The future of democracy
Democracy as a form of government: read where the strength of democracy lies in an exclusive essay by Federal President Frank-Walter Steinmeier.
Today, if you are asked about the future of democracy or consider the form it will take in the future, you will soon see yourself surrounded by concerned souls, journalists, political scientists, historians and even politicians: “Democracy on the brink” and similar headlines dominate the front pages and book displays. Some talk of an existential crisis, while others believe we have already arrived in a post-democratic age.
Indeed, we are observing and experiencing phenomena that give grounds for concern: a growing fascination with authoritarian answers, the questioning of liberal achievements, feelings of resentment against parties and politicians and, finally, an increasing brutalisation of the language with which politics and its institutions are debased. We are experiencing all these things on both sides of the Atlantic. Some of them seem to be occurring at a safe distance, and yet, in the globalised world in which we live, they are never far enough away to no longer concern us.
If you consider the future of democracy when the political order is under such pressure, you will not be at a loss for questions: are our sometimes arduous democratic procedures still fit for purpose when swift decision-making is called for? Are democratic structures perhaps too cumbersome for refugee crises, famines or resource crises? Are democratic institutions being overstretched by technological revolutions, cultural tensions, social inequalities and ecological upheavals?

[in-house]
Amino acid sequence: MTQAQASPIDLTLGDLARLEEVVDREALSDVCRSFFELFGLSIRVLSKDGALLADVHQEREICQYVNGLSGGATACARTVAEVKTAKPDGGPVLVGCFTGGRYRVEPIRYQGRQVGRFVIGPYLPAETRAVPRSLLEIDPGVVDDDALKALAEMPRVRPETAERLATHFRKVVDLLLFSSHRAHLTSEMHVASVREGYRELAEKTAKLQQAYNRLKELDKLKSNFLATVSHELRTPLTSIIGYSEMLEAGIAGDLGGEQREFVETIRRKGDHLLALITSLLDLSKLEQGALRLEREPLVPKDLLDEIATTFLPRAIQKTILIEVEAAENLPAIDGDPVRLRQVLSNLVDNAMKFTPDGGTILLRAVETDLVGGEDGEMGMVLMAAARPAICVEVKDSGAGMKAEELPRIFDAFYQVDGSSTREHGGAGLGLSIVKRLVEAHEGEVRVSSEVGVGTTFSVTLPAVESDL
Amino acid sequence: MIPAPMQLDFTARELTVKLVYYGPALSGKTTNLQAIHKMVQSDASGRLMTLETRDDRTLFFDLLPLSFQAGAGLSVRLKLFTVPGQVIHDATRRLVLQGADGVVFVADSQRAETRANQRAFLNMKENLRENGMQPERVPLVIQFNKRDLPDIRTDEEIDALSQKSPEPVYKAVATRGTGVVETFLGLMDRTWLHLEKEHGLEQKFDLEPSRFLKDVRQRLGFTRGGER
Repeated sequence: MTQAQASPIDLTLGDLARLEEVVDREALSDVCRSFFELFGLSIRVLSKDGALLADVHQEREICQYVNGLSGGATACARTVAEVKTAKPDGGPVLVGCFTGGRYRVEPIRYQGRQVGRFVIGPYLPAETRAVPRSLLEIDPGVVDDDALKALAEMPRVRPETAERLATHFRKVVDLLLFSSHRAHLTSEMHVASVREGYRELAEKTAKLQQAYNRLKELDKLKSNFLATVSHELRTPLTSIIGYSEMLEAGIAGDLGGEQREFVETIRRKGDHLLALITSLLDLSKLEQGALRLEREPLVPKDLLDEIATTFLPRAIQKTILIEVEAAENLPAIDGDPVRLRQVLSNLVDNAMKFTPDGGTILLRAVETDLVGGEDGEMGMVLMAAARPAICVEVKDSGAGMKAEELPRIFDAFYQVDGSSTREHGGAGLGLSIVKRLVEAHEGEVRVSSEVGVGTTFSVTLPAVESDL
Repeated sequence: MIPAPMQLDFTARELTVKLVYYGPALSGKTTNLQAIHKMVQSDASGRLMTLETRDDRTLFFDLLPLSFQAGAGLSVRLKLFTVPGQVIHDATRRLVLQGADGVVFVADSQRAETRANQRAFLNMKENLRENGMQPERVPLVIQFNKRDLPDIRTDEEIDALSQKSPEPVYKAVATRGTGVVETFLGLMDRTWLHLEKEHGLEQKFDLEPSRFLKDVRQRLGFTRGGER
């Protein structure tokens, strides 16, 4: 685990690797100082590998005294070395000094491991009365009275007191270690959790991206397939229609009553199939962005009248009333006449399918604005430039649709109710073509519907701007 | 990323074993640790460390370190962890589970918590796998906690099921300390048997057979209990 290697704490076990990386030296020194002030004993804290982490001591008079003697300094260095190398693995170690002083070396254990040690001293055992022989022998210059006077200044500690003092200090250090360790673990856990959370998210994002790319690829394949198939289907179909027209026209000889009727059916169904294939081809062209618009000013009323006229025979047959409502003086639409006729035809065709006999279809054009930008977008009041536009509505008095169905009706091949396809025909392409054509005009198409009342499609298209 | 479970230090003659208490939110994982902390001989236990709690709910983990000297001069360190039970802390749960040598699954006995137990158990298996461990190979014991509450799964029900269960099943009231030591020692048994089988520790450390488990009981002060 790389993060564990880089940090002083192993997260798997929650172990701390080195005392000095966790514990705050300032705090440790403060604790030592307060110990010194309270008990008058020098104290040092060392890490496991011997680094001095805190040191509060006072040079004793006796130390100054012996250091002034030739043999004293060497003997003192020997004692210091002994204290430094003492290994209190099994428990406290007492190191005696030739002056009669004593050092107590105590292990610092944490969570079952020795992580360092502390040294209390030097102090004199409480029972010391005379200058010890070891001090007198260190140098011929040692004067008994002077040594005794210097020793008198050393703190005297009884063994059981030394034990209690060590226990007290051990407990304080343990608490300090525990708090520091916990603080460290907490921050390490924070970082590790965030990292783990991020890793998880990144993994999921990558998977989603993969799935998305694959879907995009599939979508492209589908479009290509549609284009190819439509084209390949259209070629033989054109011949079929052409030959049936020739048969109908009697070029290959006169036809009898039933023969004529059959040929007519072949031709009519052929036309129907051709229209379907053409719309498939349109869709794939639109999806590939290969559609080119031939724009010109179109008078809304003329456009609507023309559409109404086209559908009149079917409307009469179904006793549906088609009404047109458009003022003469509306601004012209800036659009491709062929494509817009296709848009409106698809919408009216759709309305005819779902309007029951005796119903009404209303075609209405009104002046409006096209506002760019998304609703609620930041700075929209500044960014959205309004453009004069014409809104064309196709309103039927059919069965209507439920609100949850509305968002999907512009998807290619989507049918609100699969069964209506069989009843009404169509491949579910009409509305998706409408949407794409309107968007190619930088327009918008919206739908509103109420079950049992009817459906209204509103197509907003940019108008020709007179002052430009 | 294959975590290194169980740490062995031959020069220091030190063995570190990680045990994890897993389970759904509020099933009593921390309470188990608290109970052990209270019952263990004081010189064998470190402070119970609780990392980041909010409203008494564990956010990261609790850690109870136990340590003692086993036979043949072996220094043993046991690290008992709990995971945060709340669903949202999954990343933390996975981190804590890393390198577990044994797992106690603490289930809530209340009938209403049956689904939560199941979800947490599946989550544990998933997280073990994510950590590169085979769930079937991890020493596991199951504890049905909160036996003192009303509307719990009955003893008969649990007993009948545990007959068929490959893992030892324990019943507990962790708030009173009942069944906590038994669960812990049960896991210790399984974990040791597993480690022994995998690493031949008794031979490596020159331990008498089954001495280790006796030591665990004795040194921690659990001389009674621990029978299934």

Passion and determination
When every political issue becomes a matter for the whole of humanity and the solutions always take on global dimensions, it is then only logical that many feel overtaxed or even overwhelmed by the enormity of such crises. Escapism or alarmism may not be very helpful responses, but they are certainly understandable. My advice therefore is: especially now, especially in the face of pressing ecological concerns, we should guard against playing down the capabilities of democracy compared to the alarming, even apocalyptic scale of the challenges we face. We should not follow those who promise to undo the proverbial Gordian knot with a sharp sword and a grand gesture, because very much more than the knot is likely to be damaged in the process of hacking it apart. In a democracy we should equally guard against playing one side off against another: for example, the passion and determination of young people on the streets against the apparent obsession with procedure and sober unhurriedness of democratic institutions. Especially now we must take advantage of what only democratic government can offer: a space for untying knots together. Passion and determination have just as much a place here as a readiness for dialogue and reason. Democrats must be both: radically prepared to reach an understanding and passionately reasonable.